Posted: Sat 9th Mar 2024

Cardiff Council Approves 6% Council Tax Increase and Less Frequent Bin Collections

news.wales / newyddion.cymru

Council tax in Cardiff will rise by 6% and black bin bag collections will be less frequent.
Cardiff Council voted through a number of proposals as part of the 2024-25 budget at a full council meeting on Thursday, March 7.
The council tax rise and one black bin bag collection every three weeks, along with increased charges for school meals, burials, car parking, sports pitch hire and other proposals are aimed at closing a budget gap of more than £30m.
However, the budget did not go through without opposition after two proposed amendments from political groups across the chamber were voted down.
The Conservatives group’s alternative budget, introduced by Councillor Calum Davies proposed a 2.98% council tax rise instead, which would have been funded by council reserves.
Cllr Davies said: “Yes, we have dipped into reserves… but it is for a rainy day and it is raining.
Other proposals in the alternative budget included not charging doctors and carers for parking permits; moving money from cycle lane development to filling in potholes, fixing pavements and focussing on bus infrastructure; and opposing black bin bag collections moving to once every three weeks.
The group’s leader, Councillor John Lancaster, said he was glad to see original plans to remove public bins from residential streets dropped, but said it was “frustrating” the black bin bags proposal was still on the table.
He said: “Residents will be able to see clearly that Conservative plans do not cut back on our core services, do provide positive solutions to our city’s transport issues, and aims to keep as much money as possible in people’s pockets, rather than see how much can be taken out.”
The Liberal Democrats group was just as critical of plans to use reserves to cut council tax as the Labour group, with the leader of the former, Councillor Rodney Berman, calling the idea “irresponsible”.
The Liberal Democrats proposed a higher council tax increase than the Conservatives, but slightly lower than Labour, at 5.49%.
They also proposed investing an extra £1m in school budgets; reversing a proposed cut in park rangers; investing an extra £100,00 in street cleansing; investing an extra £150,000 in parking enforcement; investing an extra £2m in road resurfacing; and bringing forward the Pentwyn Leisure Centre refurbishment investment to the 2024-25 financial year.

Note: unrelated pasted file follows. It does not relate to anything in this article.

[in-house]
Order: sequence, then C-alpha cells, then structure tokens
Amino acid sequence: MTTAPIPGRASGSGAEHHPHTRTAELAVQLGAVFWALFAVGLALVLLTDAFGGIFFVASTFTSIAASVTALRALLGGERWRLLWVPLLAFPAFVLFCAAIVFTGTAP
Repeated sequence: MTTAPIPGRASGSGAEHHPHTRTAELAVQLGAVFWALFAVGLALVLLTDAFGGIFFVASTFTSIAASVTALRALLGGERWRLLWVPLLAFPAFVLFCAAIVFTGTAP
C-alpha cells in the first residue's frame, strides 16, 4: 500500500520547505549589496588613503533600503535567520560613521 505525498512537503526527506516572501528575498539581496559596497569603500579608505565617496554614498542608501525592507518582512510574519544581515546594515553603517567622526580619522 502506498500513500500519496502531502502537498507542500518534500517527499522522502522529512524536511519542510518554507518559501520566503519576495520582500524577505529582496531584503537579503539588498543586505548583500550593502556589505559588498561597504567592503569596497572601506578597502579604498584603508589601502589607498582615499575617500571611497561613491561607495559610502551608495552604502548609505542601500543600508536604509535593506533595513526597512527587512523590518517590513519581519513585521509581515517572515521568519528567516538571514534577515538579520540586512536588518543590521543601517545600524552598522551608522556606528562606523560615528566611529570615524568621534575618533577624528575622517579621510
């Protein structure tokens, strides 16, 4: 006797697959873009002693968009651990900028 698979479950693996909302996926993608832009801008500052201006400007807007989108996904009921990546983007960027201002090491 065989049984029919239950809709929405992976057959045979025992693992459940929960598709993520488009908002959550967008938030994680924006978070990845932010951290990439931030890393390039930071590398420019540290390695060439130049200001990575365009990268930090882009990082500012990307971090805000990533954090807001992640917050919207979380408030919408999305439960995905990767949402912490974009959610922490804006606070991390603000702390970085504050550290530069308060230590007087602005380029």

Councillor Joe Carter, who proposed the alternative budget at full council, said: “Our amendment to the budget shows that the council can find more efficiency savings and deliver more for our community, without needing to increase council tax by 6%.
“Cardiff Liberal Democrats will put our children first, reduce school deficits and raise council tax by less as well.”
The council’s cabinet member for finance, Councillor Chris Weaver, called the 2024-25 budget the hardest he has had to set during his time as a cabinet member.
A number of factors are responsible for the financial difficulties council’s across the UK face at the moment, including high inflation, the cost-of-living crisis and an increased demand on services.
Describing the context of the budget as unpleasant, Cllr Weaver added the “disastrous” mini budget of Liz Truss’ government “still wreaks havoc in our economy”.
Cllr Weaver added: “The main way we close the funding gap is through savings. The majority of these relate to back-office efficiencies and corporate savings, which make minimal impact on services.
“But, with a gap of this size, these alone are simply not enough, and we consulted on a range of frontline service change proposals at the start of this year.”
The council is also putting money into certain areas as part of its budget, like a £12.8m cash increase to schools.
More than £4m of extra funding is also being put towards central education budgets and there is a £10.8m increase to childrens services.
Cllr Weaver added: “We also protected youth services – proposing no cut to their budget at all.
“These are Labour values, protecting these critical services as best we can.”
As part of the council’s budget, the cost of school meals will go up by 10p rather than the originally proposed 30p.
Sports pitch costs will go up by 10%, out-of-hours burial fees will be set at 10%, and the hours at hubs and libraries will be reduced rather than close for a day a week.
Hubs and libraries will stay open for one hour less, from 9am-6pm to 9am-5pm.
These libraries and hubs include Central Library Hub, Canton Library, Cathays Heritage and Branch Library, Radyr, Penylan Library, and Rhiwbina, Rhydypennau and Whitchurch Hubs.
They will also open one day a week from 10am-6pm. This is currently 10am-7pm one day a week.
As part of its budget, the council also reaffirmed its commitment to its 2023-24 to 2027-28, five-year capital spend programme.
Its largest commitments in that include a £716.3m investment in social housing, £234m on new school builds and £215.5m on developments like the international sports village and a new 15,000-capacity indoor arena planned for Cardiff Bay. ‌​‌​‌​​​‍‌​‌​​‌‌‌‍‌​‌‌​​‌​‍‌​‌‌‌​‌‌‍‌​‌‌‌‌​​



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